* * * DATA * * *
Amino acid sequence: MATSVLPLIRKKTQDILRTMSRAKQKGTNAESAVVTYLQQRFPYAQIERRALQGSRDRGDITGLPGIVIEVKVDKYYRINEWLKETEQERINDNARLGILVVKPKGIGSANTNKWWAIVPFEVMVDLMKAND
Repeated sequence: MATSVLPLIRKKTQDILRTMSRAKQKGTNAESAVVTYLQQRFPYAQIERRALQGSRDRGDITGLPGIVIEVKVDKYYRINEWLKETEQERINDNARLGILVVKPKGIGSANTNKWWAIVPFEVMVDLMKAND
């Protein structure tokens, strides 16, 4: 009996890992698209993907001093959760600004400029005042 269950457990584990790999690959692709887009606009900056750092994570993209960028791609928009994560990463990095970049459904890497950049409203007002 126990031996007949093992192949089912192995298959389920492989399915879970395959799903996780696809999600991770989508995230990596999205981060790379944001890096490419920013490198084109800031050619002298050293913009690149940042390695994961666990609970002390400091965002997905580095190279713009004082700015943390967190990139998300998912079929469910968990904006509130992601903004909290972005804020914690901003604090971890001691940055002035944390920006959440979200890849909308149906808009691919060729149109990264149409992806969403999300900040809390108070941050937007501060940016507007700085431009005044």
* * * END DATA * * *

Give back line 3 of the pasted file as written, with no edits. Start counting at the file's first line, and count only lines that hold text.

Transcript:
């Protein structure tokens, strides 16, 4: 009996890992698209993907001093959760600004400029005042 269950457990584990790999690959692709887009606009900056750092994570993209960028791609928009994560990463990095970049459904890497950049409203007002 126990031996007949093992192949089912192995298959389920492989399915879970395959799903996780696809999600991770989508995230990596999205981060790379944001890096490419920013490198084109800031050619002298050293913009690149940042390695994961666990609970002390400091965002997905580095190279713009004082700015943390967190990139998300998912079929469910968990904006509130992601903004909290972005804020914690901003604090971890001691940055002035944390920006959440979200890849909308149906808009691919060729149109990264149409992806969403999300900040809390108070941050937007501060940016507007700085431009005044």